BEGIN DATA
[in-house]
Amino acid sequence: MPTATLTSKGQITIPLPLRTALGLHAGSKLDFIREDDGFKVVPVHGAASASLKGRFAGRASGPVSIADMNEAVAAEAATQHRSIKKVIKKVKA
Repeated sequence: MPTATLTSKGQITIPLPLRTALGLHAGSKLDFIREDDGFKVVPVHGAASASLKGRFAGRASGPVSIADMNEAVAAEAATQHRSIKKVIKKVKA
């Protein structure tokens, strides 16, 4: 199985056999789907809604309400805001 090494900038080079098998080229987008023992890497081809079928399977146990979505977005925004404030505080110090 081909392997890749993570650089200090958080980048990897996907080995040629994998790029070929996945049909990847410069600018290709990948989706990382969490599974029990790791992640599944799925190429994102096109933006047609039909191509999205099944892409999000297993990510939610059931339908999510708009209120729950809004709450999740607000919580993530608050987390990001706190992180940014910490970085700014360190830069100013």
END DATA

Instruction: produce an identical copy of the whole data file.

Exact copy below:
[in-house]
Amino acid sequence: MPTATLTSKGQITIPLPLRTALGLHAGSKLDFIREDDGFKVVPVHGAASASLKGRFAGRASGPVSIADMNEAVAAEAATQHRSIKKVIKKVKA
Repeated sequence: MPTATLTSKGQITIPLPLRTALGLHAGSKLDFIREDDGFKVVPVHGAASASLKGRFAGRASGPVSIADMNEAVAAEAATQHRSIKKVIKKVKA
């Protein structure tokens, strides 16, 4: 199985056999789907809604309400805001 090494900038080079098998080229987008023992890497081809079928399977146990979505977005925004404030505080110090 081909392997890749993570650089200090958080980048990897996907080995040629994998790029070929996945049909990847410069600018290709990948989706990382969490599974029990790791992640599944799925190429994102096109933006047609039909191509999205099944892409999000297993990510939610059931339908999510708009209120729950809004709450999740607000919580993530608050987390990001706190992180940014910490970085700014360190830069100013």